Phonics and Hands-On Fun

In Learning Rivers, we use a Sound-to-Code approach, which means that we teach the sound that a letter makes while teaching the letter. This is similar to the way a child learns animals and their sounds. "The cow says 'moo." "The 'a' says /a/."

How to Pronounce Learning Rivers Sounds

We will be writing SOUNDS in a different pattern than LETTERS. 

SOUNDS will be marked like this: /f/
This means the SOUND of “f” which we hear in the word fluff as well as phone. This may or may not mean the letter, “f.”

When we mention a sound, we will also mention a common word to go with it as shown below.

/a/ as in apple

/b/ as in bat

/k/ as in cat, kit, kick

/d/ as in doughnut and dipper

/e/ as in exercise

/f/ as in fluff

/g/ as in girl

/h/ as in hop

/i/ as in itch

/j/ as in jump

/l/ as in lollipop 

/m/ as in mountains

/n/ as in noodle

/o/ as in “say /o/” (pronounced “ah”)

/p/ as in ping pong

/r/ as in rip 

/s/ as in snake

/t/ as in top

/u/ as in upside down

/v/ as in valley

/w/ as in water

/y/ as in yes

/z/ as in zipper

Pho/nemes: When educators refer to separate sounds in words, we use the word “phoneme.” A phoneme is a separate sound within a spoken pattern. We are teaching phoneme awareness in many of our exercises and drills in Trickles Reading.

Picture Letters

Learning Rivers also uses visual cues right on the letter to help the child remember the sound that the letter makes. We turned the letter "a" into an apple, the letter "b" is a bat pushing a ball, and the letter "d" is a doughnut with a dipper. This helps the child differentiate between a "b" or a "d" without thinking about it. Each level comes with Picture Letter flash cards in the back of each book for you to cut out and practice with over and over as needed.

Each Picture Letter flash card also has just the letter on the back, so you can practice sounds with or without the picture. We have made them the size of a business card so that you can make words on the table using your picture letter cards and allow your child to master their sounds before moving on to harder sounds and words. (see below)

Using Picture Letters along with fun activities will help to eliminate learning struggles such as dyslexia, and help with reading, writing and spelling.

Buy Learning Rivers!

Phonics Games and Hands-on Fun!

Word Fun:
Make-a-Picture Letter Word

Pick out the picture letter cards that you child knows. Place them on the table and make words with the flash cards. Move them around on the table, and make new words by changing only one letter at a time, “cat,” “cad,” “cod,” “cot,” pot,” etc...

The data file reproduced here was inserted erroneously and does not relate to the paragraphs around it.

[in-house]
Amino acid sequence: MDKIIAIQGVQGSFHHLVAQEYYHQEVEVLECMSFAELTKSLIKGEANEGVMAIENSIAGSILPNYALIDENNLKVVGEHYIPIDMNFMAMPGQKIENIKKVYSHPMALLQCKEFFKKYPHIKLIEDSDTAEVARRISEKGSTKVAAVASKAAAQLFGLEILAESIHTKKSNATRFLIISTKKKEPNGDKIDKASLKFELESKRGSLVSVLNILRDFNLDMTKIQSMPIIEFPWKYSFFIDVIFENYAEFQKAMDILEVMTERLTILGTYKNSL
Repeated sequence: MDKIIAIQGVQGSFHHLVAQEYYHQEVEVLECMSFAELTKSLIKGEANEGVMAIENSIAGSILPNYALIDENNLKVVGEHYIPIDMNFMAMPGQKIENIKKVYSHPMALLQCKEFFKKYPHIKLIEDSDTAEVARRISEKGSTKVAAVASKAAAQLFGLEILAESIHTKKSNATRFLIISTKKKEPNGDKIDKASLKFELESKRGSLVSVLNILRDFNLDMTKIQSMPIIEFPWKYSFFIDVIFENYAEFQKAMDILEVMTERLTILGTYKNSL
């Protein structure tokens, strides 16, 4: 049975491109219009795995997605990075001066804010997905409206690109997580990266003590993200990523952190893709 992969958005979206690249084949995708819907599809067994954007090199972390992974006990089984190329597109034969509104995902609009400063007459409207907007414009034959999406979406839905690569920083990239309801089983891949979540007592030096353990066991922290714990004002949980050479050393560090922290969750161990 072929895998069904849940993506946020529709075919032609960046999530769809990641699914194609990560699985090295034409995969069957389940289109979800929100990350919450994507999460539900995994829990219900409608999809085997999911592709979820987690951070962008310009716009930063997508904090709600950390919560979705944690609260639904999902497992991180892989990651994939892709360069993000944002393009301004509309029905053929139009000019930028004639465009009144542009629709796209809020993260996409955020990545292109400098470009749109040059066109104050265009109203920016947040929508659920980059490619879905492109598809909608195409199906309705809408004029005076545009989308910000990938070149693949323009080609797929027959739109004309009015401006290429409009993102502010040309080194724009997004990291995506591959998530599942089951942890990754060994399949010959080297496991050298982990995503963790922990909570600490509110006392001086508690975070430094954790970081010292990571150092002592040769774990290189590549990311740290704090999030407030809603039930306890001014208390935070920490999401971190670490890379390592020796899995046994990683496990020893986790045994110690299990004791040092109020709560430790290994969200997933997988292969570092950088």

Spelling Fun: 

Slap –Clap Game: Everyone claps together around a circle or as a pair. Slap your lap, clap your hands back and forth. The first person spells a word by sound and the next person names the word to the beat. Speak the sound as you slap, then clap.
/b/-clap, /a/-clap, /t/-clap, slap-clap – next person says: “BAT!” Then that person spells another word back. /th/-clap /a/ -clap /t/-clap – slap-clap – “THAT”.... Try to keep to the rhythm while each person spells and speaks. Points are earned when a word is said correctly. (Variations: add the metronome)

Ball Toss Spelling: Toss the ball back and forth as you spell a word by sound or by letter names. (Variations: add the metronome)

Pick a letter, make a word. Take Scrabble Game letters in a dark bag. Pick out letters from the bag to make words. To begin, pull three letters and make a word if you can. After your first turn pull one more letter to add to your set. Then each turn make as many new words as you can. Write your new words on paper. Count one point for each letter in each word. You only get points for new words.

Sound out baseball: Pitch a set of sounds or letters to the batter. If he can say the word which was spelled, he runs to the base. If only one child plays, he gets to make a home run on each word. If more play, have the children move around the bases with each word pitched.

Spelling baseball: same as above but the pitcher speaks the word and the student must spell the word pitched in order to run the bases.

Hidden Treasures: Make-a-word building game
How many words can you build from one small word? Make as many words as you can from one small word. One point for each letter in your word. .. the bigger, the better.
The leader gives the word “all”: The players can make the following words which each contain the base word “all.” (tall, taller, ball, ballboy, call, calling, caller, called, etc...) Note: young children will need help to spell out the words, but they can still speak them and get their points.

Rhyme a Word: Say a word and make up every rhyming word you can.

If your child needs more practice:

Write the words and sounds very large
Write them on a white board or large piece of paper. (Turn the paper sideways and write one word per page.) Use bright colors to display the new sounds you are learning. Keep your color-words in a notebook for more practice and drill.

Build a sound and new words with letters from an alphabet puzzle
Build your new words with magnetic letters on the refrigerator.
Make words on the table with your picture letter flash cards.

Hands-on fun:
Build your new sounds with your fingers.
Draw letters
Build letters with clay
Trace letters in a tray of salt or sugar
Draw letters with your fingers in pudding or finger paint
Build letters with wiki-sticks (sticky bendable strings)